Let $A \in \mathbb{C}^{n\times n}$ be a complex matrix. We let $a_{i,j}$ be the $\left(i,j\right)$-th entry of $A$ for all $i, j \in \left[n\right]$ (where $\left[n\right]$ denotes $\left\{1,2,\ldots,n\right\}$). For each $i \in \left[n\right]$, we define the *$i$-th Gershgorin disk of $A$* to be the closed disk
\begin{align}
D_i\left(A\right) := \left\{z \in \mathbb{C} : \left|z-a_{i,i}\right| \leq \sum_{j \neq i} \left|a_{i,j}\right| \right\}.
\end{align}
(Here, the summation sign $\sum\limits_{j \neq i}$ means a sum over all $j \in \left[n\right]$ satisfying $j \neq i$.)

The following is well-known (see the Wikipedia for an easy proof):

Theorem 1 (Gershgorin's first theorem).Each eigenvalue of $A$ belongs to at least one of the $n$ disks $D_1\left(A\right), D_2\left(A\right), \ldots, D_n\left(A\right)$.

As has already been observed here on MO, this does **not** mean that there each of these $n$ disks contains at least one eigenvalue of $A$; there are counterexamples even for $n = 2$.

However, something in this direction does hold when the $n$ disks can be split into two sets that have no overlap:

Theorem 2 (Gershgorin's second theorem).Let $k$ be an integer with $0 \leq k \leq n$. Assume that $D_i\left(A\right) \cap D_j\left(A\right) = \varnothing$ for all $i$ and $j$ with $i \leq k < j$. Then, there are exactly $k$ eigenvalues of $A$ that belong to the first $k$ Gershgorin disks $D_1\left(A\right), D_2\left(A\right), \ldots, D_k\left(A\right)$, and there are exactly $n-k$ eigenvalues of $A$ that belong to the remaining $n-k$ Gershgorin disks $D_{k+1}\left(A\right), D_{k+2}\left(A\right), \ldots, D_n\left(A\right)$. (Here, eigenvalues are counted with their algebraic multiplicities, so there are always $n$ of them in total.)

Unlike Theorem 1, this is not trivial at all. Gershgorin's original proof (Theorem 2 is Satz III in his 1931 paper) uses a not-very-rigorous continuity argument. The idea is nice: We let $B$ be the diagonal $n\times n$-matrix whose diagonal entries are those of $A$. Consider the eigenvalues of the matrix $\left(1-t\right)B + tA$ for each $t \in \left[0,1\right]$. For $t = 0$, these eigenvalues are the $a_{i,i}$, whereas for $t = 1$ they are the eigenvalues of $A$. Now, it is intuitively clear but nontrivial to formalize and prove that the eigenvalues of a matrix depend continuously on the entries of the matrix; thus, when $t$ progresses from $0$ to $1$, the eigenvalues cannot "jump". However, by Theorem 1, these eigenvalues are always in the union $D_1\left(\left(1-t\right)B + tA\right) \cup D_2\left(\left(1-t\right)B + tA\right) \cup \cdots \cup D_n\left(\left(1-t\right)B + tA\right)$, which in turn is easily seen to be a subset of the union $D_1\left(A\right) \cup D_2\left(A\right) \cup \cdots \cup D_n\left(A\right)$. Since the latter union decomposes into the two disjoint closed subsets $D_1\left(A\right) \cup D_2\left(A\right) \cup \cdots \cup D_k\left(A\right)$ and $D_{k+1}\left(A\right) \cup D_{k+2}\left(A\right) \cup \cdots \cup D_n\left(A\right)$, and since we know how many eigenvalues of $\left(1-t\right)B + tA$ lie in which of these two subsets for $t = 0$ (namely, $k$ eigenvalues lie in the former, and $n-k$ eigenvalues in the latter), we thus conclude that the same numbers of eigenvalues are in these subsets for $t = 1$, that is, for the matrix $A$.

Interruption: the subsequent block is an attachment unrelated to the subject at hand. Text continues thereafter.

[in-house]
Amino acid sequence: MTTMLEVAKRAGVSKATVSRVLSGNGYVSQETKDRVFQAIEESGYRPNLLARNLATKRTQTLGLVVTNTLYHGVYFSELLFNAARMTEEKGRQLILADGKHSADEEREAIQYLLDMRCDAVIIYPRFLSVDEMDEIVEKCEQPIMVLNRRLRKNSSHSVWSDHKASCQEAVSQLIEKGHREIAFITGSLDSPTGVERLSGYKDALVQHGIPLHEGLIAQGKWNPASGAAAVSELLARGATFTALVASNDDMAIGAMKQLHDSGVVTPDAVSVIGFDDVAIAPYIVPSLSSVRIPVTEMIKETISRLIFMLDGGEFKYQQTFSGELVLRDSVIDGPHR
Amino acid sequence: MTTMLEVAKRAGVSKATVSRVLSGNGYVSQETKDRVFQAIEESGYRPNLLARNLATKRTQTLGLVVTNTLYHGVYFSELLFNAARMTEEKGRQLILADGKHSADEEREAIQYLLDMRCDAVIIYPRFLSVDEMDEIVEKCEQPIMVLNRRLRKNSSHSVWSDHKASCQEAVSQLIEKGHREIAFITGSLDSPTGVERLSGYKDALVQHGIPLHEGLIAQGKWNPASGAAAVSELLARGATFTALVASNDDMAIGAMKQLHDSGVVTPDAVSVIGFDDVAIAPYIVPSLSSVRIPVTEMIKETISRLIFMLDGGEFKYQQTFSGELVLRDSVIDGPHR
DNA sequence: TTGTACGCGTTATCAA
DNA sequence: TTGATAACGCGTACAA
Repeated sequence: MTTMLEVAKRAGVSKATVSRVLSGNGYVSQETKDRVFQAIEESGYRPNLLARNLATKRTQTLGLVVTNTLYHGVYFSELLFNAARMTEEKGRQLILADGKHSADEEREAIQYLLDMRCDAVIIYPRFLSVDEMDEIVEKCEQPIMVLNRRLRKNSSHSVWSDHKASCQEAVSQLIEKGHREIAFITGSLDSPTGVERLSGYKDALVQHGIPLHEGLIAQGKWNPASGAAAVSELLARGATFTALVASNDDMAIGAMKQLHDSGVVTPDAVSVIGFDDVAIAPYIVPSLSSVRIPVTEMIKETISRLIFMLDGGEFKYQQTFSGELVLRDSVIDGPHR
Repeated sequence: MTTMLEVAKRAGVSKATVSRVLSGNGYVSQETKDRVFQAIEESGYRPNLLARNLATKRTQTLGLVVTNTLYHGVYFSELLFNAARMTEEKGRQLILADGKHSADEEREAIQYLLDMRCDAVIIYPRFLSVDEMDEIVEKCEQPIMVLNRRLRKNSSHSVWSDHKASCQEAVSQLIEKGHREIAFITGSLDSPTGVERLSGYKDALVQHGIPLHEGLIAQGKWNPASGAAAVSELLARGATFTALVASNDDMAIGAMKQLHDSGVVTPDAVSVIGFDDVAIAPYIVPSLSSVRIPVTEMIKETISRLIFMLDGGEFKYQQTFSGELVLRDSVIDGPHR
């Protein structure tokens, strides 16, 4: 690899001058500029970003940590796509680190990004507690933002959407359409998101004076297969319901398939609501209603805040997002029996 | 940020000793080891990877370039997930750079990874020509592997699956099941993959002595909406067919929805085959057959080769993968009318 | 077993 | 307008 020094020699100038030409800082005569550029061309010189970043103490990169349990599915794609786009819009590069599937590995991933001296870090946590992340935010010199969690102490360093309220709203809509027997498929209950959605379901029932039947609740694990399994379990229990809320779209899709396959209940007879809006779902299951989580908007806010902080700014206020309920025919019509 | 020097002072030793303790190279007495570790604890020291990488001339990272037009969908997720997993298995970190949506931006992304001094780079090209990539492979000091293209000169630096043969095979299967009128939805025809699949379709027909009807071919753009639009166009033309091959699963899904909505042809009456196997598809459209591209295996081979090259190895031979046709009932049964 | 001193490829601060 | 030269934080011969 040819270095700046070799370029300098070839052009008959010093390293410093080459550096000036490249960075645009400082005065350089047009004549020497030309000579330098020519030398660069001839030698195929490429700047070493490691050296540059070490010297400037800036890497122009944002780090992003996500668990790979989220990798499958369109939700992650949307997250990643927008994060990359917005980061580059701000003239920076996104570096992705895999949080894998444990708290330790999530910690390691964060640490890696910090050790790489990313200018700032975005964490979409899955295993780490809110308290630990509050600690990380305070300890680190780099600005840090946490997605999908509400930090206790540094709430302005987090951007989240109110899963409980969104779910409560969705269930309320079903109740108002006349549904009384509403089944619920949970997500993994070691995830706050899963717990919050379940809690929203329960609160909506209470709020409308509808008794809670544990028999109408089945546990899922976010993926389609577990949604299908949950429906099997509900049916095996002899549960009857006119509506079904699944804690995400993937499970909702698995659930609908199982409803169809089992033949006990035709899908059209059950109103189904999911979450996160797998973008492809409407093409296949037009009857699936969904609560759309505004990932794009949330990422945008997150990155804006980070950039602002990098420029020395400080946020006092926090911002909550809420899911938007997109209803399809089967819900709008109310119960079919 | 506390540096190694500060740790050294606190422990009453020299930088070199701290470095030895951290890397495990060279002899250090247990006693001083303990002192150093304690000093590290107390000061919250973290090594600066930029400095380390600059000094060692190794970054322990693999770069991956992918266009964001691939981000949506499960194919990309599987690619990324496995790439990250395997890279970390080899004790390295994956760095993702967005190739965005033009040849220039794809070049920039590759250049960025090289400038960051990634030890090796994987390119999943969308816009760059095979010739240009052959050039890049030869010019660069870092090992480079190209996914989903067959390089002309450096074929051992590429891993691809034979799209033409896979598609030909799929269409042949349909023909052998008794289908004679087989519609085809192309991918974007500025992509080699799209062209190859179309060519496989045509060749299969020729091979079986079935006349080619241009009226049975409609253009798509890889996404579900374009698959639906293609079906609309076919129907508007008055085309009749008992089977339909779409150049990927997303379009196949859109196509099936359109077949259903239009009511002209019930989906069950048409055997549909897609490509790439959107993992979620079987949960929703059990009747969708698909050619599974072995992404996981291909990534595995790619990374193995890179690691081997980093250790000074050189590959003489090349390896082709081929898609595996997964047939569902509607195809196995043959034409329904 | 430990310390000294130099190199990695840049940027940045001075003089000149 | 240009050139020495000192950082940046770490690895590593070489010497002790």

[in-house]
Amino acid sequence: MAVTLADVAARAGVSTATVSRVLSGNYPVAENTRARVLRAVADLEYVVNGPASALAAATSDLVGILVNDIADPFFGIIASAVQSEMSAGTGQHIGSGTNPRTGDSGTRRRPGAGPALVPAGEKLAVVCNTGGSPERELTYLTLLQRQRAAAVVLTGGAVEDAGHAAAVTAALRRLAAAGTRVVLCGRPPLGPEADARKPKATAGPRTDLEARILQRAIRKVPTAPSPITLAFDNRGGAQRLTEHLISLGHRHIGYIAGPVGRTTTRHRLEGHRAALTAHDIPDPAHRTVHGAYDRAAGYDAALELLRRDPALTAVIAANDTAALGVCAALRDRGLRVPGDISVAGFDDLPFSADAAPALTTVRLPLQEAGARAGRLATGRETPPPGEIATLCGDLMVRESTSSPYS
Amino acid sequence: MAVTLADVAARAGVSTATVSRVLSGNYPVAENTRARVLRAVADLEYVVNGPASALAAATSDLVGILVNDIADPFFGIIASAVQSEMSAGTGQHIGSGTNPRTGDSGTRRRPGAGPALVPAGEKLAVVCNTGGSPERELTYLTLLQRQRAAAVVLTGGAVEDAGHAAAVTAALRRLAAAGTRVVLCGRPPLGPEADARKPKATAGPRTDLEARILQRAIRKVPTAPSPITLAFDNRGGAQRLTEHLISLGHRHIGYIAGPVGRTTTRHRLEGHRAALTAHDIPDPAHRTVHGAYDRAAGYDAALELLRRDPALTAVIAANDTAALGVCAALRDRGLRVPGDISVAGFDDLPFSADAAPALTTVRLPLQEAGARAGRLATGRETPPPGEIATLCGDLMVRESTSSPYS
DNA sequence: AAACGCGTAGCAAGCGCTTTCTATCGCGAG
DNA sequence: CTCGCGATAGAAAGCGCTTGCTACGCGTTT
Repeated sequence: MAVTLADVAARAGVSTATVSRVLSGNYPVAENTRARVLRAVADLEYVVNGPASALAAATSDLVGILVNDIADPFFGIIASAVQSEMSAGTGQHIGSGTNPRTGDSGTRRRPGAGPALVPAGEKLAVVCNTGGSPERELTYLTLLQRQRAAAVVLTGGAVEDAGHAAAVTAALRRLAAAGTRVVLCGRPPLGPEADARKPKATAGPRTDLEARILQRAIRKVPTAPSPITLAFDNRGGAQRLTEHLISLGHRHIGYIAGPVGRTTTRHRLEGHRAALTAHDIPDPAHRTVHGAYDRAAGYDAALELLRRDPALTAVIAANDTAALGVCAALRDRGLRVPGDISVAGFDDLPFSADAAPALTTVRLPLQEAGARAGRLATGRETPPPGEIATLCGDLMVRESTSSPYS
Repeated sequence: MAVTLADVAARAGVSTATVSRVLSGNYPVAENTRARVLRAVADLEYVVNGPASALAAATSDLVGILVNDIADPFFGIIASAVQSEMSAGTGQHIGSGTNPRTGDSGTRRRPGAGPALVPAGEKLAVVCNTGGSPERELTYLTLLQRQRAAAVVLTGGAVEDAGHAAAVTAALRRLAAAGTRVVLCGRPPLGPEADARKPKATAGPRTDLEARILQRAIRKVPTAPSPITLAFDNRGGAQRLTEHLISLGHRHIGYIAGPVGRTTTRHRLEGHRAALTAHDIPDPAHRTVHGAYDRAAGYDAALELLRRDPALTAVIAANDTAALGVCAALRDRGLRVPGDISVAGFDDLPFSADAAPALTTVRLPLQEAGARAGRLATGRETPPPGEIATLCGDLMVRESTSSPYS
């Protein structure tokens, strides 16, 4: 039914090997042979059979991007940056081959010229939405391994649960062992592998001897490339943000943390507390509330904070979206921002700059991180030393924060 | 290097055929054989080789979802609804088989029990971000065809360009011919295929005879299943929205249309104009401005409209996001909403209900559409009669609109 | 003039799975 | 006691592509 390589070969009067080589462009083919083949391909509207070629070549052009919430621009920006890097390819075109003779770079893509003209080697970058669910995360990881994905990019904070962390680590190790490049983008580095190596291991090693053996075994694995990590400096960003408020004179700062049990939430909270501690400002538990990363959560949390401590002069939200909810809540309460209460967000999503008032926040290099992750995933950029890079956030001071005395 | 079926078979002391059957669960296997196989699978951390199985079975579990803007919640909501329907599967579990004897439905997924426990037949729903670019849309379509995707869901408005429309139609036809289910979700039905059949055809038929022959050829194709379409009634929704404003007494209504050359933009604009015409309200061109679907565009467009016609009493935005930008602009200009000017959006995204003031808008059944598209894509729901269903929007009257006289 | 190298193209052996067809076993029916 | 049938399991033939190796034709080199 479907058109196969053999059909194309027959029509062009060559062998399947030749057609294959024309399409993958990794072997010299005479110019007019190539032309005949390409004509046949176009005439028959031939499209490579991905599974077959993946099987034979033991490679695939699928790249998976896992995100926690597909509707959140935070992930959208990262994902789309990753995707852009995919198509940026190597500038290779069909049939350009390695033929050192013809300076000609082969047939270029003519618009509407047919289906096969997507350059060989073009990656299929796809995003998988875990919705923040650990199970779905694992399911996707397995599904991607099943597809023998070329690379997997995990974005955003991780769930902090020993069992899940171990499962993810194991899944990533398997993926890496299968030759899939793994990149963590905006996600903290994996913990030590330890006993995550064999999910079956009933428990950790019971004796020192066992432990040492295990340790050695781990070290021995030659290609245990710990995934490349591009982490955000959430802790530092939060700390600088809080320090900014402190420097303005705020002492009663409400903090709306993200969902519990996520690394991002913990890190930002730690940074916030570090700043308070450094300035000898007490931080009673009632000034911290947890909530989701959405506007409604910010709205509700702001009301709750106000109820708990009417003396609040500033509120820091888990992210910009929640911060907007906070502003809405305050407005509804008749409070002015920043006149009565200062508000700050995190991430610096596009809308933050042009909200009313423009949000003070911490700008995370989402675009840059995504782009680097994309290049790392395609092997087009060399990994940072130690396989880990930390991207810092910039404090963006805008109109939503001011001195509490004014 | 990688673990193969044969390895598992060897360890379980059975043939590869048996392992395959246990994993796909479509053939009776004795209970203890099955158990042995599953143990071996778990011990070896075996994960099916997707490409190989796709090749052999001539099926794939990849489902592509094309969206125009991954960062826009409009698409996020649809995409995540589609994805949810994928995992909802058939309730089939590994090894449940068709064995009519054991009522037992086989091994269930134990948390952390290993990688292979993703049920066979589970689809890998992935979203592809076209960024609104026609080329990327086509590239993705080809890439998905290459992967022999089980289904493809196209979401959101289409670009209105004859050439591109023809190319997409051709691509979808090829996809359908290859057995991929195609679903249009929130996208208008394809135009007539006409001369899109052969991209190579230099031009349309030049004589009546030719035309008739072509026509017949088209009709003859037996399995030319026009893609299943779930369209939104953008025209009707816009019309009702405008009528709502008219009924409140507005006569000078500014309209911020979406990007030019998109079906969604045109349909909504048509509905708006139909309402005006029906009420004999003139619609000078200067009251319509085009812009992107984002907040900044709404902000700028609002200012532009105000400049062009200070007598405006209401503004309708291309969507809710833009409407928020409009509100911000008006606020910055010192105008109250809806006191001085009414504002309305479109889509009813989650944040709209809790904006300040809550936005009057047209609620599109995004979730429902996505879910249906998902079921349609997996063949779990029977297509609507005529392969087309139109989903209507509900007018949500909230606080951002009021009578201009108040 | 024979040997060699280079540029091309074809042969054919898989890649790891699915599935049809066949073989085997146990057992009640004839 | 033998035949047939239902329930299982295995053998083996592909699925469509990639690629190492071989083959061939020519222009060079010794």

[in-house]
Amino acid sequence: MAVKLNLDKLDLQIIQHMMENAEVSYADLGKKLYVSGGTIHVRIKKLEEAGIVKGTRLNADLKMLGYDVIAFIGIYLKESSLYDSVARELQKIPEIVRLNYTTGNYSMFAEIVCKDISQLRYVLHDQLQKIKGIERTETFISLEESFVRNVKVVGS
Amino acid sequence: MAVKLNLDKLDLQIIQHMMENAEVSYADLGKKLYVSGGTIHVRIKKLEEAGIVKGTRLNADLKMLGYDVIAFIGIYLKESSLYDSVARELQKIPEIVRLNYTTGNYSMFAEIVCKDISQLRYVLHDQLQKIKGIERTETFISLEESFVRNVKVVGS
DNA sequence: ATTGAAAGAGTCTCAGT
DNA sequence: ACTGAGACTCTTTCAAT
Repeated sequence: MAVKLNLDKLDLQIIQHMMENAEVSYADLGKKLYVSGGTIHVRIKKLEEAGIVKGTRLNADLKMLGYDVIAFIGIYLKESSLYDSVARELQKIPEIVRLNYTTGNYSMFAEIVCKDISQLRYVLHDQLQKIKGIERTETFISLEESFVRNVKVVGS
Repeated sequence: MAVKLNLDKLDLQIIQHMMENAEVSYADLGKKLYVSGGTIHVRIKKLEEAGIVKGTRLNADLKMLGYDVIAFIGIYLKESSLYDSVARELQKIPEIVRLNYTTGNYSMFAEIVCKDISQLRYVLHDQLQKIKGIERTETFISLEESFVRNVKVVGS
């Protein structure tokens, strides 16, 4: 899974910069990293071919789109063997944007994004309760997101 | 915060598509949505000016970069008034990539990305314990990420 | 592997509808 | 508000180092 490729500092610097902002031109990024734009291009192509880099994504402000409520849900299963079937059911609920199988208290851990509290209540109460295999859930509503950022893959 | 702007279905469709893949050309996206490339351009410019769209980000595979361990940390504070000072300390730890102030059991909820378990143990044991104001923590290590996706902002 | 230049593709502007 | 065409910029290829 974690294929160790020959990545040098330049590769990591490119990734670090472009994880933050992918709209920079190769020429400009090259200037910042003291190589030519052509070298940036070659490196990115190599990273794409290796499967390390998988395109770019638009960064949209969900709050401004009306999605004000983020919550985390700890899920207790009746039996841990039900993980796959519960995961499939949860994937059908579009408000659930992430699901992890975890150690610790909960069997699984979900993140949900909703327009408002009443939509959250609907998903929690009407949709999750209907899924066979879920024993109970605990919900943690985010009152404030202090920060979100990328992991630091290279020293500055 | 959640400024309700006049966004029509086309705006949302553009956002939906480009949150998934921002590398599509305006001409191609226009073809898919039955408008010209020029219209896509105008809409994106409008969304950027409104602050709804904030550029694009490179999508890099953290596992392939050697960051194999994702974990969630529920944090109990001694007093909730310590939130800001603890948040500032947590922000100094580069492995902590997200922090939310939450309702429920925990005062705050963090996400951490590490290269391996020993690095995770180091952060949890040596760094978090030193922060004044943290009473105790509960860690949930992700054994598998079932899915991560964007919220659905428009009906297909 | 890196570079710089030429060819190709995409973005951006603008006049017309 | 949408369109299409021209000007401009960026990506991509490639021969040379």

Horn and Johnson, in their *Matrix analysis* (2nd edition 2003) (proof of Theorem 6.1.1), suggest a variant of this argument. They, too, consider the matrix $\left(1-t\right)B + tA$, but instead of looking at specific eigenvalues, they use the argument principle from complex analysis to represent the number of eigenvalues of $\left(1-t\right)B + tA$ that lie within the union $D_1\left(A\right) \cup D_2\left(A\right) \cup \cdots \cup D_k\left(A\right)$ (or, rather, within a rectifiable curve that surrounds this union) as a meromorphic integral. The continuity of this integral, I assume, follows from some basic complex analysis. However, this too leaves something to be desired from a formalistic point of view: Why do we know that we can surround $D_1\left(A\right) \cup D_2\left(A\right) \cup \cdots \cup D_k\left(A\right)$ by a rectifiable curve (that does not contain any of the other disks in its interior)?

Thus, my...

Question:Is there a proof of Theorem 2 that avoids any analytic technicalities, or perhaps even any analysis whatsoever?

Of course, the very fact that $A$ has $n$ eigenvalues requires analysis (as it depends on the Fundamental Theorem of Algebra). However, we can take it for an assumption. Even better, Theorem 2 could be restated as "no more than $k+1$ eigenvalues of $A$ can lie within $D_1\left(A\right) \cup D_2\left(A\right) \cup \cdots \cup D_k\left(A\right)$", which looks like a perfectly elementary claim susceptible to attack using (e.g.) the triangle inequality just like Theorem 1 is commonly proved. It seems natural to start by observing that if you have $k+1$ eigenvalues of $A$, you can find an $A$-invariant subspace $W$ of $\mathbb{C}^n$ such that these $k+1$ eigenvalues are precisely the eigenvalues of the restriction $A\mid_W : W \to W$. Unfortunately, it is not obvious to me that what can be said about the Gershgorin disks of $A\mid_W$; this clearly depends on the right choice of basis for $W$. Maybe an echelon basis?

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